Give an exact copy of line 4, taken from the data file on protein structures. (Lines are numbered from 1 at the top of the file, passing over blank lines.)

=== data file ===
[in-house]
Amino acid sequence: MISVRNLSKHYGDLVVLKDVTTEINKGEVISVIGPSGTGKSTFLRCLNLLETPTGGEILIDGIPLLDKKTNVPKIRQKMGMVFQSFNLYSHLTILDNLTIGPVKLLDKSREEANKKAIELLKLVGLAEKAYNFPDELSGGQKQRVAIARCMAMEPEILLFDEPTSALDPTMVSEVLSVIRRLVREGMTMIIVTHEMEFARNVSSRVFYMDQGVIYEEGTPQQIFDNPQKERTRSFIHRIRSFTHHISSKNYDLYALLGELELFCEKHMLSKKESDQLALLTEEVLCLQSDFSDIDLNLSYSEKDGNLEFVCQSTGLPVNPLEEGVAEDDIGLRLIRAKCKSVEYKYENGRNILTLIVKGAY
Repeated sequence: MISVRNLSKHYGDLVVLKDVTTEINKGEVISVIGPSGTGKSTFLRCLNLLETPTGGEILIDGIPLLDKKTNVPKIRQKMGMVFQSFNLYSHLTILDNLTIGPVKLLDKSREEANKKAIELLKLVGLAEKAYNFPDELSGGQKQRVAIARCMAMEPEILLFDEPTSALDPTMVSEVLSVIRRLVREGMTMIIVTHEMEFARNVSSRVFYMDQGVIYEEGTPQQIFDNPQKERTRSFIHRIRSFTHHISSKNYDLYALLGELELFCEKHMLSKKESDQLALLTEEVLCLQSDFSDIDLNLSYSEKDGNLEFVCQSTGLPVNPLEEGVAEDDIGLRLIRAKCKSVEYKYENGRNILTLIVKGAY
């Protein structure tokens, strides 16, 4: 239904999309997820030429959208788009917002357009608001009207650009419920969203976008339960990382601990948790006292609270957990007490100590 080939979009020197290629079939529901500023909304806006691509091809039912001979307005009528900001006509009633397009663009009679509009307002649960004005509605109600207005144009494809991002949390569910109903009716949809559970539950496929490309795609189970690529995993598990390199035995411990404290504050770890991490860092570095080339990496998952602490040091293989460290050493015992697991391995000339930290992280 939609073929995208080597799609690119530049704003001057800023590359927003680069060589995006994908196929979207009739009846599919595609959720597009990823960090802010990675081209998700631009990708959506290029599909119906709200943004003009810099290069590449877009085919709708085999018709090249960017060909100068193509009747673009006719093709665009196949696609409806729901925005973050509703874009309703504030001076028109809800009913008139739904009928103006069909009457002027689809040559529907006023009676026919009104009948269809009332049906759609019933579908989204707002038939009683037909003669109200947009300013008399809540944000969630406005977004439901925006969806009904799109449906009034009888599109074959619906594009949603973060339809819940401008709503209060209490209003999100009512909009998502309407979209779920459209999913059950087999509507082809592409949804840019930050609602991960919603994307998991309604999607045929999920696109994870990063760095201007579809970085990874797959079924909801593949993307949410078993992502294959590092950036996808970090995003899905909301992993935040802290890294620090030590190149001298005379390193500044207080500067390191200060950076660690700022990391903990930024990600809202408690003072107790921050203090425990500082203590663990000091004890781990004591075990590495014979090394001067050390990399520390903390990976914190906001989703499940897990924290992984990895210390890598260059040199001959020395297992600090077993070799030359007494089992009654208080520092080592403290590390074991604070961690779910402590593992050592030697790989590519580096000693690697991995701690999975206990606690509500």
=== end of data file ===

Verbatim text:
């Protein structure tokens, strides 16, 4: 239904999309997820030429959208788009917002357009608001009207650009419920969203976008339960990382601990948790006292609270957990007490100590 080939979009020197290629079939529901500023909304806006691509091809039912001979307005009528900001006509009633397009663009009679509009307002649960004005509605109600207005144009494809991002949390569910109903009716949809559970539950496929490309795609189970690529995993598990390199035995411990404290504050770890991490860092570095080339990496998952602490040091293989460290050493015992697991391995000339930290992280 939609073929995208080597799609690119530049704003001057800023590359927003680069060589995006994908196929979207009739009846599919595609959720597009990823960090802010990675081209998700631009990708959506290029599909119906709200943004003009810099290069590449877009085919709708085999018709090249960017060909100068193509009747673009006719093709665009196949696609409806729901925005973050509703874009309703504030001076028109809800009913008139739904009928103006069909009457002027689809040559529907006023009676026919009104009948269809009332049906759609019933579908989204707002038939009683037909003669109200947009300013008399809540944000969630406005977004439901925006969806009904799109449906009034009888599109074959619906594009949603973060339809819940401008709503209060209490209003999100009512909009998502309407979209779920459209999913059950087999509507082809592409949804840019930050609602991960919603994307998991309604999607045929999920696109994870990063760095201007579809970085990874797959079924909801593949993307949410078993992502294959590092950036996808970090995003899905909301992993935040802290890294620090030590190149001298005379390193500044207080500067390191200060950076660690700022990391903990930024990600809202408690003072107790921050203090425990500082203590663990000091004890781990004591075990590495014979090394001067050390990399520390903390990976914190906001989703499940897990924290992984990895210390890598260059040199001959020395297992600090077993070799030359007494089992009654208080520092080592403290590390074991604070961690779910402590593992050592030697790989590519580096000693690697991995701690999975206990606690509500």